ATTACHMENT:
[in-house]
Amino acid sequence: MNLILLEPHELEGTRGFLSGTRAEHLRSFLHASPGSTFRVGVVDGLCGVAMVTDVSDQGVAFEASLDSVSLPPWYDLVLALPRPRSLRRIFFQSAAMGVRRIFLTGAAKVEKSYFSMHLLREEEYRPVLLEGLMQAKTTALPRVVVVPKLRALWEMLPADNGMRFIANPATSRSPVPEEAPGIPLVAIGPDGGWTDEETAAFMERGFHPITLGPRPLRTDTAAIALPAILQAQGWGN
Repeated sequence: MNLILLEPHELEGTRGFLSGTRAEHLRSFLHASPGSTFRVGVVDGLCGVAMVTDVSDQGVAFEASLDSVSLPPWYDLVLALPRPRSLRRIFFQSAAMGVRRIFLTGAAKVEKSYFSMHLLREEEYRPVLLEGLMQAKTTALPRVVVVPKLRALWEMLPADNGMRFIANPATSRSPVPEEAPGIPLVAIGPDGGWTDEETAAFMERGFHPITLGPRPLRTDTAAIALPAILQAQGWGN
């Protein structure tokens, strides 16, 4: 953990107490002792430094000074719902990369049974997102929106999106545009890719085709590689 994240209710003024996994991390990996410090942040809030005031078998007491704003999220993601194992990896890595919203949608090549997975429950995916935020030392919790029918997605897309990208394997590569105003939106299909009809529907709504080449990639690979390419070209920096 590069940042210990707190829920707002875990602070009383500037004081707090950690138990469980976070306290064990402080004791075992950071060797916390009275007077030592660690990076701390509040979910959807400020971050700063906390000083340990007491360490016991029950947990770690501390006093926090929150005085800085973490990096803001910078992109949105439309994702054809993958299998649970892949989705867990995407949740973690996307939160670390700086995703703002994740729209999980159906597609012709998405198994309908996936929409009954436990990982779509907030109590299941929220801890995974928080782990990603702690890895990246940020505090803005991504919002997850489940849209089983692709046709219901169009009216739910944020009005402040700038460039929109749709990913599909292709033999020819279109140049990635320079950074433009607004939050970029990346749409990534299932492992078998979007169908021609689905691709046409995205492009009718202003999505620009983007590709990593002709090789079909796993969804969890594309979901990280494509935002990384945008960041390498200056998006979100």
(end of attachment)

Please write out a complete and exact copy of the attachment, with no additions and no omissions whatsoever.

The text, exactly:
[in-house]
Amino acid sequence: MNLILLEPHELEGTRGFLSGTRAEHLRSFLHASPGSTFRVGVVDGLCGVAMVTDVSDQGVAFEASLDSVSLPPWYDLVLALPRPRSLRRIFFQSAAMGVRRIFLTGAAKVEKSYFSMHLLREEEYRPVLLEGLMQAKTTALPRVVVVPKLRALWEMLPADNGMRFIANPATSRSPVPEEAPGIPLVAIGPDGGWTDEETAAFMERGFHPITLGPRPLRTDTAAIALPAILQAQGWGN
Repeated sequence: MNLILLEPHELEGTRGFLSGTRAEHLRSFLHASPGSTFRVGVVDGLCGVAMVTDVSDQGVAFEASLDSVSLPPWYDLVLALPRPRSLRRIFFQSAAMGVRRIFLTGAAKVEKSYFSMHLLREEEYRPVLLEGLMQAKTTALPRVVVVPKLRALWEMLPADNGMRFIANPATSRSPVPEEAPGIPLVAIGPDGGWTDEETAAFMERGFHPITLGPRPLRTDTAAIALPAILQAQGWGN
């Protein structure tokens, strides 16, 4: 953990107490002792430094000074719902990369049974997102929106999106545009890719085709590689 994240209710003024996994991390990996410090942040809030005031078998007491704003999220993601194992990896890595919203949608090549997975429950995916935020030392919790029918997605897309990208394997590569105003939106299909009809529907709504080449990639690979390419070209920096 590069940042210990707190829920707002875990602070009383500037004081707090950690138990469980976070306290064990402080004791075992950071060797916390009275007077030592660690990076701390509040979910959807400020971050700063906390000083340990007491360490016991029950947990770690501390006093926090929150005085800085973490990096803001910078992109949105439309994702054809993958299998649970892949989705867990995407949740973690996307939160670390700086995703703002994740729209999980159906597609012709998405198994309908996936929409009954436990990982779509907030109590299941929220801890995974928080782990990603702690890895990246940020505090803005991504919002997850489940849209089983692709046709219901169009009216739910944020009005402040700038460039929109749709990913599909292709033999020819279109140049990635320079950074433009607004939050970029990346749409990534299932492992078998979007169908021609689905691709046409995205492009009718202003999505620009983007590709990593002709090789079909796993969804969890594309979901990280494509935002990384945008960041390498200056998006979100």